Most injury and accident litigation falls under a broad legal theory called ""Tort Law." A tort is a civil wrong that causes someone to suffer a loss (Damages) that must be paid by the person who committed the civil wrong (a Tortfeasor).

A Tort usually has four elements. They are:

  • Duty
  • Breach of the duty
  • Causation
  • Damages

 

A duty is a legal rule or standard of conduct. Breach is failing to abide by that rule. Duties may exist in the law. For example, drivers have a duty to stop at stop signs and red traffic lights. If a driver "blows" through the intersection and injures someone, it is likely the driver breached a duty. Duties may also exist by virtue of professional standards, or other standards of conduct. If a doctor agrees to perform surgery to remove a patient's right leg, but the doctor then removes the left leg by mistake, it is likely the doctor breached a standard of practice.

Causation is the link that connects a breach of duty to damages. Without causation, you don't have a case. Sometimes lawyers use a simplistic way of evaluating causation by applying a "but for" analysis. "But for" the driver's conduct in blowing through the intersection, the collision victim would not have been harmed. Sometimes causation is more difficult to establish. For example, let's say a nursing home resident develops a pressure sore on his heel (also called a pressure ulcer or a decubitus ulcer). Although federal nursing home quality of care standards provide that a nursing home resident should not develop pressure ulcers, and that the nursing home must provide all necessary goods and services to prevent the development of a pressure ulcer, causation may be unclear if the nursing home resident has diabetes, especially when the resident has peripheral vascular disease. In cases where causation is less than clear, lawyers use expert witnesses to navigate through the weeds.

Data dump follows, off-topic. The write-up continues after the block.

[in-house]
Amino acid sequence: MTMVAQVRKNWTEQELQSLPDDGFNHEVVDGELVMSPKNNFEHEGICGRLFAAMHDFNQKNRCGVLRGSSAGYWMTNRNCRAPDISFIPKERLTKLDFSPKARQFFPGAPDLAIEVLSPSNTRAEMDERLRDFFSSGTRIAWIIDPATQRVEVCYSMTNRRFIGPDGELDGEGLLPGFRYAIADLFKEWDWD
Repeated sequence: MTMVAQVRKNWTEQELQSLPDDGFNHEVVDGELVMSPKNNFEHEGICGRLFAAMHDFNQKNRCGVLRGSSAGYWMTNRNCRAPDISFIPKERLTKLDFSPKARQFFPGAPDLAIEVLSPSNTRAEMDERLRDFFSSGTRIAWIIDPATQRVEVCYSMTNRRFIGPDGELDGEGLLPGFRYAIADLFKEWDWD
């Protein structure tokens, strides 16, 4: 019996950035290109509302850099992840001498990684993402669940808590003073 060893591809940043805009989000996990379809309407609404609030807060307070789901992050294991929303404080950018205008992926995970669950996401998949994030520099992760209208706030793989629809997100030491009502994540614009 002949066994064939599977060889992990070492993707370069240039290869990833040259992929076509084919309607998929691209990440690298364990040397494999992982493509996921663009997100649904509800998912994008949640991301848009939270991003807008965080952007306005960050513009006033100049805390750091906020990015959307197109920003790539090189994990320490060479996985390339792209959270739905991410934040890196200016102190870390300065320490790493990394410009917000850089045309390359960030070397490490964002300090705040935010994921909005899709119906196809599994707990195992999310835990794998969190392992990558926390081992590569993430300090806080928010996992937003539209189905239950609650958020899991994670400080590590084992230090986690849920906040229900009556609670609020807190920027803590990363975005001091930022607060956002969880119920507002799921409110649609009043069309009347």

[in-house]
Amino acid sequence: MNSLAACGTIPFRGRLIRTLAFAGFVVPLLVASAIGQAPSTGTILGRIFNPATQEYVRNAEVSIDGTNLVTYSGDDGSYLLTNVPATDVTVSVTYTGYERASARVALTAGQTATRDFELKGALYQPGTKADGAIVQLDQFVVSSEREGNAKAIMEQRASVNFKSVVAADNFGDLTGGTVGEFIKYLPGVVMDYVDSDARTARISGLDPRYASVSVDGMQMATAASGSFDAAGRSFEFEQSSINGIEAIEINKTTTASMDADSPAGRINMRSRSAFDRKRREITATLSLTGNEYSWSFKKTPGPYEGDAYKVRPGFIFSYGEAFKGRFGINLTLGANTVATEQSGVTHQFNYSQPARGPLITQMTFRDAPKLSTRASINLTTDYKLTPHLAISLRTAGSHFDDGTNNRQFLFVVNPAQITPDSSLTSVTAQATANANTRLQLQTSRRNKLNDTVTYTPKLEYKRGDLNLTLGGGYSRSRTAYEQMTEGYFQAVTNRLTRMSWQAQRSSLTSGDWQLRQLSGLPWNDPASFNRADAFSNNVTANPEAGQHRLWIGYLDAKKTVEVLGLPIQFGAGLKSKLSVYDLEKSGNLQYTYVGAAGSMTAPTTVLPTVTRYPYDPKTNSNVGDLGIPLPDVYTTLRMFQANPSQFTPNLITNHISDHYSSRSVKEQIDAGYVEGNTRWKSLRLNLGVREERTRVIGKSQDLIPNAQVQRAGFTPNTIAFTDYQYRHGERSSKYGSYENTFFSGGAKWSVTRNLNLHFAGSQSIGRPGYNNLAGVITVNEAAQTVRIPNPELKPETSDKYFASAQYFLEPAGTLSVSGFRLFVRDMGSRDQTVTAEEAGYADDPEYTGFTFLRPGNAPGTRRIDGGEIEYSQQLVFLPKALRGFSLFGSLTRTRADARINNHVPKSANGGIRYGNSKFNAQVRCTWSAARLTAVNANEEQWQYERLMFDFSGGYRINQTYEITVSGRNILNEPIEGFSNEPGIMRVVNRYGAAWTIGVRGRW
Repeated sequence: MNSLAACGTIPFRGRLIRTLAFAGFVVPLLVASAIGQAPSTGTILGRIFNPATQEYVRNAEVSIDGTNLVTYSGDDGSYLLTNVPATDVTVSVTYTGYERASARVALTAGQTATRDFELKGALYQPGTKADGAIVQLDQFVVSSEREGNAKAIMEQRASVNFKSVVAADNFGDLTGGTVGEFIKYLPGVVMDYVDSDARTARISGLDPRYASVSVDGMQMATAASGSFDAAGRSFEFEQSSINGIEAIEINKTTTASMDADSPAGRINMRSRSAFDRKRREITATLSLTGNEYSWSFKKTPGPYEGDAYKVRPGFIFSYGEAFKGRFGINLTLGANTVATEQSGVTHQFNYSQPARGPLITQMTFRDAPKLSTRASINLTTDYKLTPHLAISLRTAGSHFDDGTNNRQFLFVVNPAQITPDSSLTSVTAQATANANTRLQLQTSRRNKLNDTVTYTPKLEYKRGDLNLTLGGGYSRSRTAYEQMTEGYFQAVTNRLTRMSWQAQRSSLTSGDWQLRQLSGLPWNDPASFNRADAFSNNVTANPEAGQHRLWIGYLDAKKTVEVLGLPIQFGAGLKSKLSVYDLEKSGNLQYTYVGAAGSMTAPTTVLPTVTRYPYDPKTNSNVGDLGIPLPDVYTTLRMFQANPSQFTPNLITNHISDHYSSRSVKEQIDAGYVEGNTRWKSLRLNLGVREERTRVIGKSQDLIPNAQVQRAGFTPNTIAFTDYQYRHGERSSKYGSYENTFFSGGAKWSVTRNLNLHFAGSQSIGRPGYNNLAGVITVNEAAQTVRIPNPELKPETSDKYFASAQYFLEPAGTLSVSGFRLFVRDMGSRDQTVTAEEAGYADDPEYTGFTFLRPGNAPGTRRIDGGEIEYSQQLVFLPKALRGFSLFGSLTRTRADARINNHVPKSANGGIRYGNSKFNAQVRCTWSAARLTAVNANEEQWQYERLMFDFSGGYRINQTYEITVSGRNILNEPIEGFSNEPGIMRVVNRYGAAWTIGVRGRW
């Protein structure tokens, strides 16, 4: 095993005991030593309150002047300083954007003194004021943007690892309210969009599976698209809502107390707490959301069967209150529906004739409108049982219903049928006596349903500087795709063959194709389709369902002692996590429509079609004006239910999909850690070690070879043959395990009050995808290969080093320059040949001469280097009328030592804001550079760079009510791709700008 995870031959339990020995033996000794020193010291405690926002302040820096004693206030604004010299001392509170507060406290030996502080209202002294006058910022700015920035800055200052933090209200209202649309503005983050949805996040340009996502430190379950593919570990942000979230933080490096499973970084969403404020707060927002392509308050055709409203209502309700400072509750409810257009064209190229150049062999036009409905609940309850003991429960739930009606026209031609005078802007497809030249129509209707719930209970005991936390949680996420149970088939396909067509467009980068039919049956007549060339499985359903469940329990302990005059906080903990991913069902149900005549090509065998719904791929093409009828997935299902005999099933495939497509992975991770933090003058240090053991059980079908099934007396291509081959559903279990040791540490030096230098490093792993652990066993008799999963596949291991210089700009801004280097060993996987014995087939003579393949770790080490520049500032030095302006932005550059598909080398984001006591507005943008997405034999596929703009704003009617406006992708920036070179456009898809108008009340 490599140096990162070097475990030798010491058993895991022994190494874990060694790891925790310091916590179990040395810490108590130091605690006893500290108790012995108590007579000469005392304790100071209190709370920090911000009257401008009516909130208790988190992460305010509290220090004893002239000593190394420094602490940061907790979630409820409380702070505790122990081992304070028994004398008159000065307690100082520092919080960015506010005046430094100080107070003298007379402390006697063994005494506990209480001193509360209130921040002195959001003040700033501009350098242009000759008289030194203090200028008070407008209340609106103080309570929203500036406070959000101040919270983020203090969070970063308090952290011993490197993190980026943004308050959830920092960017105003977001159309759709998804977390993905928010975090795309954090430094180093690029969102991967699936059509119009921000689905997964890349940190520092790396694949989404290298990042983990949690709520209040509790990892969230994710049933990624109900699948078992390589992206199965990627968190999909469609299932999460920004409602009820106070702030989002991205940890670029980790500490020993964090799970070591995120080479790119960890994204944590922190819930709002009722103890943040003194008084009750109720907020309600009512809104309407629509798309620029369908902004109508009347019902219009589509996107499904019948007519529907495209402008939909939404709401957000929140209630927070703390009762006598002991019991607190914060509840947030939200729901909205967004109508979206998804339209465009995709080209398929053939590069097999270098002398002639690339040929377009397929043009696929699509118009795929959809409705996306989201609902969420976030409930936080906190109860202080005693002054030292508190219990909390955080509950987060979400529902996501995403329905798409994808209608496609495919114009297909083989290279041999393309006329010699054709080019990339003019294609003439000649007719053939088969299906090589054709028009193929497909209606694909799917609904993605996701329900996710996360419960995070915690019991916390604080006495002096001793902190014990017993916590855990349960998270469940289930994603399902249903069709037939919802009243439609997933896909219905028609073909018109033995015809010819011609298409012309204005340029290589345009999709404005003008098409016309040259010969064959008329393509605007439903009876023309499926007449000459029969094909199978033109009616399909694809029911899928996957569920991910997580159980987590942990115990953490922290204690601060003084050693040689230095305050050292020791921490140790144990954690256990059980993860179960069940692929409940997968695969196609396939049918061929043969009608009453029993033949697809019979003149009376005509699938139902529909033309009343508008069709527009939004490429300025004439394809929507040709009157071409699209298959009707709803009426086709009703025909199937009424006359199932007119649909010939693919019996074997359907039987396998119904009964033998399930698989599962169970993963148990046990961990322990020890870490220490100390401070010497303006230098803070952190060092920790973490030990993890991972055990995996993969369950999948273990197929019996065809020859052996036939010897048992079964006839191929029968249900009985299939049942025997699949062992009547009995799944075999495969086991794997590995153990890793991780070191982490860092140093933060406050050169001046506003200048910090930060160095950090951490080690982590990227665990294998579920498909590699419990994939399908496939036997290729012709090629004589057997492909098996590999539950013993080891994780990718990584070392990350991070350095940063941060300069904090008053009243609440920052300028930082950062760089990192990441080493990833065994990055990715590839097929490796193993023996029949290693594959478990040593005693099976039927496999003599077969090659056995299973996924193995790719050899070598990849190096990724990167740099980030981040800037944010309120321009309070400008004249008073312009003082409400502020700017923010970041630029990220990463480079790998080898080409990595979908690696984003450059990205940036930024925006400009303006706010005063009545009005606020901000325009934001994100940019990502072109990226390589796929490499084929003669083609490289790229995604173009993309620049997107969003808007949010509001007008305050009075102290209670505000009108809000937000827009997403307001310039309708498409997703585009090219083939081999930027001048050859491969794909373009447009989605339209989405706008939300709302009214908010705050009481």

Damages are losses. Sometimes damages are current and future lost wages. Sometimes damages are medical expenses (although with elders, Medicare subrogation is frequently an issue). Sometimes damages are pain and suffering. Sometimes lost opportunities are damages. For example, injury to an elder may result in permanent loss of mobility, or permanent loss of independence. Juries may only award compensation for damages, so it is important to gather your evidence regarding all losses.

The Elder Law Practice of David L. McGuffey handles significant injury cases for elders and individuals with special needs. We also consult with other lawyers on how to structure damage payments, for example by placing damage awards in a special needs trust or otherwise dealing with public benefits eligibility. If you have a question about an injury case or about how to structure a settlement or damages award, call 706-428-0888 to speak with Mr. McGuffey about your case.